Apr 1, 1989

Human cytomegalovirus induces stage-specific embryonic antigen 1 in differentiating human teratocarcinoma cells and fibroblasts

The Journal of Experimental Medicine
P W AndrewsS Plotkin

Abstract

Cell surface expression of stage specific embryonic antigen 1 (SSEA-1), or Lex (III3 FucnLC4), was induced in differentiated human teratocarcinoma cells and in human diploid fibroblasts 3-6 d after infection with human cytomegalovirus (HCMV). In parallel, fucosylated lactoseries glycolipids bearing the SSEA-1/Lex epitope were readily detected in the infected cells but not in the uninfected cells. HCMV infection also results in altered expression of several glycosyltransferases. SSEA-1/Lex induction is probably a consequence of both increased expression of beta 1----3N-acetylglucosaminyltransferase, which catalyzes the rate-limiting step in lactoseries core chain synthesis, and subtle alterations in the relative competition for common precursor structures at key points in the biosynthetic pathway. Since SSEA-1 has been suggested to play a role in some morphogenetic cell-cell interactions during embryonic development, the induction of this antigen at inappropriate times might provide one mechanism whereby intrauterine infection with HCMV can damage the developing fetal nervous system.

Mentioned in this Paper

Specimen Type - Fibroblasts
Entire Nervous System
Glycolipids
Human Herpesvirus 5 species
Fetal Growth Retardation
Antigens, CD15
Embryonic Development
Cell Communication
Cell Differentiation Process
Antigens

About this Paper

Trending Feeds

COVID-19

Coronaviruses encompass a large family of viruses that cause the common cold as well as more serious diseases, such as the ongoing outbreak of coronavirus disease 2019 (COVID-19; formally known as 2019-nCoV). Coronaviruses can spread from animals to humans; symptoms include fever, cough, shortness of breath, and breathing difficulties; in more severe cases, infection can lead to death. This feed covers recent research on COVID-19.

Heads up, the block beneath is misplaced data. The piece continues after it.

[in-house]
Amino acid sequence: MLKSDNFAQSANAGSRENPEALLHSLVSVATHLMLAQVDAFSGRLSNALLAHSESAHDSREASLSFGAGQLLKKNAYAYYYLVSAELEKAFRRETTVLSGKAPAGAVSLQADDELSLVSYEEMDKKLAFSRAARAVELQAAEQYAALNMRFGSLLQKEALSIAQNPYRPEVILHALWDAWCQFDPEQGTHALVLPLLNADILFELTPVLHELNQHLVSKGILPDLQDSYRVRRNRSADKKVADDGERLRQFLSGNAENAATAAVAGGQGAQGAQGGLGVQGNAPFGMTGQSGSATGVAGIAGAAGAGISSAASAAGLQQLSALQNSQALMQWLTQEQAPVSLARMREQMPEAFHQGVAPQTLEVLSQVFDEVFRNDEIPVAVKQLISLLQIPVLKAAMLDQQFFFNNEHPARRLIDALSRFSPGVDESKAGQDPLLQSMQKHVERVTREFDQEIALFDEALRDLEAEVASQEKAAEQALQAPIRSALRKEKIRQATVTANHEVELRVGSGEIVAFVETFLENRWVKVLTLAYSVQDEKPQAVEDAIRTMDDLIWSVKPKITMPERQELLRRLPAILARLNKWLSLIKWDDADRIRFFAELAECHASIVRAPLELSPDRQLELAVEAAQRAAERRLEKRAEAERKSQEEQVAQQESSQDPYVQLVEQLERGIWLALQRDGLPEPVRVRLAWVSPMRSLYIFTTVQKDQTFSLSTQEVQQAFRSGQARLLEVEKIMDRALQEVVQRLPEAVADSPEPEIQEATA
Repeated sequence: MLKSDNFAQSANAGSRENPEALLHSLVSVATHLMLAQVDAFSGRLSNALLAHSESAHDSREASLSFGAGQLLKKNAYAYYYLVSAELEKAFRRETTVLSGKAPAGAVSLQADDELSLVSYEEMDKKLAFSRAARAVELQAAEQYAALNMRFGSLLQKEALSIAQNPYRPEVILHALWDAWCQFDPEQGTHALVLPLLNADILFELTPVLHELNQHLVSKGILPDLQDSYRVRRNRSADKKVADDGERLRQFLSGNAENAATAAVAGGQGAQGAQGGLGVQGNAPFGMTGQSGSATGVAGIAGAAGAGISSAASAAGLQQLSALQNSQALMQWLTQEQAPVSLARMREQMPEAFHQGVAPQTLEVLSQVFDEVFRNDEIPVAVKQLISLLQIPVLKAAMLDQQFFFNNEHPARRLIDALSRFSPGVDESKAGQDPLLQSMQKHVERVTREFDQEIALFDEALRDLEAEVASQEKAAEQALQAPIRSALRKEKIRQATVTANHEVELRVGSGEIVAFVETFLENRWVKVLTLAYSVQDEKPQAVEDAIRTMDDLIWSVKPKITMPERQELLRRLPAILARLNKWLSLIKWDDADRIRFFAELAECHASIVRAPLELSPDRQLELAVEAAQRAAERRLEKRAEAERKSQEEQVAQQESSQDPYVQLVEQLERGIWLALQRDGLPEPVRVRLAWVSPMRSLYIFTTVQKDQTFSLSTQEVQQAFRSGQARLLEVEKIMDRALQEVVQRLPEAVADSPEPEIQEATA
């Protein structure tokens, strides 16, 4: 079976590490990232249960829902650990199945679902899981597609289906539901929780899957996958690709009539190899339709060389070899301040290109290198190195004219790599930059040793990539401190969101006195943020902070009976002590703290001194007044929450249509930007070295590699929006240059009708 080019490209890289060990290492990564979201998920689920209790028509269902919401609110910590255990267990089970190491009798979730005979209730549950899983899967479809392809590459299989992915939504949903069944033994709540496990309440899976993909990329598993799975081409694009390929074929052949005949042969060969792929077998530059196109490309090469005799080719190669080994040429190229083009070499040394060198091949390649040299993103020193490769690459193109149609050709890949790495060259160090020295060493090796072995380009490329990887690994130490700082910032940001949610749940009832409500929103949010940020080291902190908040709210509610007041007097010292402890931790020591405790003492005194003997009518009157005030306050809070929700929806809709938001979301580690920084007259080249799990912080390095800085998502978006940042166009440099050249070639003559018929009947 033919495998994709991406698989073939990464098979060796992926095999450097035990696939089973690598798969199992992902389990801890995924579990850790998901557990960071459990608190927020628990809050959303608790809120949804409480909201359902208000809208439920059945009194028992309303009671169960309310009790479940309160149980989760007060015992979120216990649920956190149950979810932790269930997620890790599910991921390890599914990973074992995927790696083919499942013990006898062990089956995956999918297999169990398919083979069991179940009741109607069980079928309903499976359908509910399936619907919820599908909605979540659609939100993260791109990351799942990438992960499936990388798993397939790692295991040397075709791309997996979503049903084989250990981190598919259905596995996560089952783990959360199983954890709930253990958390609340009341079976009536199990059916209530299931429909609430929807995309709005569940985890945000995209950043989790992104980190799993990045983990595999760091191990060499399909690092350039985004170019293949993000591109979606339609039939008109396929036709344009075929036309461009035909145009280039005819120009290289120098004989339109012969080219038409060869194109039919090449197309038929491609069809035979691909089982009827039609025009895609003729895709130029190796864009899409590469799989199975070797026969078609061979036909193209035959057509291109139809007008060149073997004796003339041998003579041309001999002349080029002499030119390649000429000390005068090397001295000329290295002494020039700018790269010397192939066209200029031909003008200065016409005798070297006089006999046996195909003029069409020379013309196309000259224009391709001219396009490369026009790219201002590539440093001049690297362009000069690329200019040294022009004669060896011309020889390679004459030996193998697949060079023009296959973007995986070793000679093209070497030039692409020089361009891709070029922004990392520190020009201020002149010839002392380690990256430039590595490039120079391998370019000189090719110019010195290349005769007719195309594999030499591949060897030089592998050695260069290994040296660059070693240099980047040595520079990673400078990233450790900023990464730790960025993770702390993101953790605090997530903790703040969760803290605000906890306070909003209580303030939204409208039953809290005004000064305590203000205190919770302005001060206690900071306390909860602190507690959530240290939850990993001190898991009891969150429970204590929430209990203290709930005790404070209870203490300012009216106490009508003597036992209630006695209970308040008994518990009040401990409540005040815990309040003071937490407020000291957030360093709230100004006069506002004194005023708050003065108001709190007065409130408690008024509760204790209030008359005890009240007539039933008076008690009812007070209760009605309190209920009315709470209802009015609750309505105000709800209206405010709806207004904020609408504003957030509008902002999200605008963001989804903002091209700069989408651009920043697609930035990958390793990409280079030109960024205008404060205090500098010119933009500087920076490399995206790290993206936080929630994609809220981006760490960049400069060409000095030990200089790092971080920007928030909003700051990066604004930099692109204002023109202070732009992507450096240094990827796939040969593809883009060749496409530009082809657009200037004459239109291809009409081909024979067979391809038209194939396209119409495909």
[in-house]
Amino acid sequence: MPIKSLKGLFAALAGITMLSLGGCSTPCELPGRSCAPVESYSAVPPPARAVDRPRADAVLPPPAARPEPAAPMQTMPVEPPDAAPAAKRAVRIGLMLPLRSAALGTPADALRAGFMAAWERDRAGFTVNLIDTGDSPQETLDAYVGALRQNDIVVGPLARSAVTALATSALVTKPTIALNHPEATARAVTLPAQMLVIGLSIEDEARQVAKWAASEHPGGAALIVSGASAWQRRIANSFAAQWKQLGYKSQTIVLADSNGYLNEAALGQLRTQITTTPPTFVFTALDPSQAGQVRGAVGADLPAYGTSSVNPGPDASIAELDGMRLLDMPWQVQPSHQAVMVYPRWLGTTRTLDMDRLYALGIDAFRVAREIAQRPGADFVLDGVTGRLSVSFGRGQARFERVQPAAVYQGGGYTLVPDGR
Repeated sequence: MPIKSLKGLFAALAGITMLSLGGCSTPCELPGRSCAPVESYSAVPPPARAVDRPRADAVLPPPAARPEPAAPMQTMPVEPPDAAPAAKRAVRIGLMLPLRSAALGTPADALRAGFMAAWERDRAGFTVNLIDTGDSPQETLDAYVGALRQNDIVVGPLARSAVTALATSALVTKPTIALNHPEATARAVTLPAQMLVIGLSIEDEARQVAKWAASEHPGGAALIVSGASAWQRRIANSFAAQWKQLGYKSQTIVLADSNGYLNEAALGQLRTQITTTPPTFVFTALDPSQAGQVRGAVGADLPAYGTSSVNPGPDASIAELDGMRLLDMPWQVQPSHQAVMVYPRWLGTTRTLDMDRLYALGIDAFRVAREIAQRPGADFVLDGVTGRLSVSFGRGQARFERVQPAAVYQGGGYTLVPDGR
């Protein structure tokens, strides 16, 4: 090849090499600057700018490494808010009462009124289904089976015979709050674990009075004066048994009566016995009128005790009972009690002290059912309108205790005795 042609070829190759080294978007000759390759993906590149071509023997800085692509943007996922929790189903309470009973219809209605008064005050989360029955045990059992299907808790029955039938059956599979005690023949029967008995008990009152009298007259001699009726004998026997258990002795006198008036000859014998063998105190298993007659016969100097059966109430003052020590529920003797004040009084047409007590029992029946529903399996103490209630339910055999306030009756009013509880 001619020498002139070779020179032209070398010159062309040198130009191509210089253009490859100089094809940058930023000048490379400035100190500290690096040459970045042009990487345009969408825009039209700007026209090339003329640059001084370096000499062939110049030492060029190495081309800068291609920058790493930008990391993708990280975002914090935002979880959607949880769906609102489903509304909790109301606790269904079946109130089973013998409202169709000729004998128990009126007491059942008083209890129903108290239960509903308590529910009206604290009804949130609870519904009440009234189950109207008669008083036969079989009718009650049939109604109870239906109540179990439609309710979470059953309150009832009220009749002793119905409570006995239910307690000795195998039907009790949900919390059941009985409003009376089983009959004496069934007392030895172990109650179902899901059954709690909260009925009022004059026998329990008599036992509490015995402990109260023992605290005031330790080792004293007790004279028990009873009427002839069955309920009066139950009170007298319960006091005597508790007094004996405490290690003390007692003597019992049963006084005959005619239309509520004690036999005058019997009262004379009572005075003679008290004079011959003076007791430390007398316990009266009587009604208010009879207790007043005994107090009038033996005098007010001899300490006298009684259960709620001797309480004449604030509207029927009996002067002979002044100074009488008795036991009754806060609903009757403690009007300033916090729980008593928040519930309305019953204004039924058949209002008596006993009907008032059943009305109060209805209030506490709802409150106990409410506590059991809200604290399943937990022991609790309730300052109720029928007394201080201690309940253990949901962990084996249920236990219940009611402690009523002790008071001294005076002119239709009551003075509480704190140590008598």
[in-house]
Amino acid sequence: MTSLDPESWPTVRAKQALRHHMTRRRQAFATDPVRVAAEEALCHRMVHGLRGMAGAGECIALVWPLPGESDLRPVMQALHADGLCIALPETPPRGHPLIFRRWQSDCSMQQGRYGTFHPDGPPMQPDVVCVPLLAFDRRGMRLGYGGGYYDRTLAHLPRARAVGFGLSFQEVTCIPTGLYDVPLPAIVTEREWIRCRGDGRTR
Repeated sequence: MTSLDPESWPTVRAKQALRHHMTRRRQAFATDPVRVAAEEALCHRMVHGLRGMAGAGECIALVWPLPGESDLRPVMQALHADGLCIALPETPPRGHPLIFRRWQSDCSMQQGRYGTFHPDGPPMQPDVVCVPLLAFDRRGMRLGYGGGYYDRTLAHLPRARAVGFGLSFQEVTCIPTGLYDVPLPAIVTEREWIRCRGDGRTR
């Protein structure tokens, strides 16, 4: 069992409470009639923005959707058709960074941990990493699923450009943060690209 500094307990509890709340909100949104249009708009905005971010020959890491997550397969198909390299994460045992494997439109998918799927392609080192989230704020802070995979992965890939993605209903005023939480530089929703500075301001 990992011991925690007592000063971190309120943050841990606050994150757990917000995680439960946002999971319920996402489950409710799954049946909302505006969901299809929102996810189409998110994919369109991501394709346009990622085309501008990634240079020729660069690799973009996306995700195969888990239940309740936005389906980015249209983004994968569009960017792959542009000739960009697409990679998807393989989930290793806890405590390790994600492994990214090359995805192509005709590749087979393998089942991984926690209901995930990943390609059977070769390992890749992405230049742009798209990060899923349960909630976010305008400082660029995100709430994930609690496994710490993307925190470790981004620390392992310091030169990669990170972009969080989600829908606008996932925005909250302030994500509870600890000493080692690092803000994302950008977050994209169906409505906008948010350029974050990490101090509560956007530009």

Bone Marrow Neoplasms

Bone Marrow Neoplasms are cancers that occur in the bone marrow. Discover the latest research on Bone Marrow Neoplasms here.

IGA Glomerulonephritis

IgA glomerulonephritis is a chronic form of glomerulonephritis characterized by deposits of predominantly Iimmunoglobin A in the mesangial area. Discover the latest research on IgA glomerulonephritis here.

Cryogenic Electron Microscopy

Cryogenic electron microscopy (Cryo-EM) allows the determination of biological macromolecules and their assemblies at a near-atomic resolution. Here is the latest research.

STING Receptor Agonists

Stimulator of IFN genes (STING) are a group of transmembrane proteins that are involved in the induction of type I interferon that is important in the innate immune response. The stimulation of STING has been an active area of research in the treatment of cancer and infectious diseases. Here is the latest research on STING receptor agonists.

LRRK2 & Immunity During Infection

Mutations in the LRRK2 gene are a risk-factor for developing Parkinson’s disease. However, LRRK2 has been shown to function as a central regulator of vesicular trafficking, infection, immunity, and inflammation. Here is the latest research on the role of this kinase on immunity during infection.

Antiphospholipid Syndrome

Antiphospholipid syndrome or antiphospholipid antibody syndrome (APS or APLS), is an autoimmune, hypercoagulable state caused by the presence of antibodies directed against phospholipids.

Meningococcal Myelitis

Meningococcal myelitis is characterized by inflammation and myelin damage to the meninges and spinal cord. Discover the latest research on meningococcal myelitis here.

Alzheimer's Disease: MS4A

Variants within membrane-spanning 4-domains subfamily A (MS4A) gene cluster have recently been implicated in Alzheimer's disease by recent genome-wide association studies. Here is the latest research.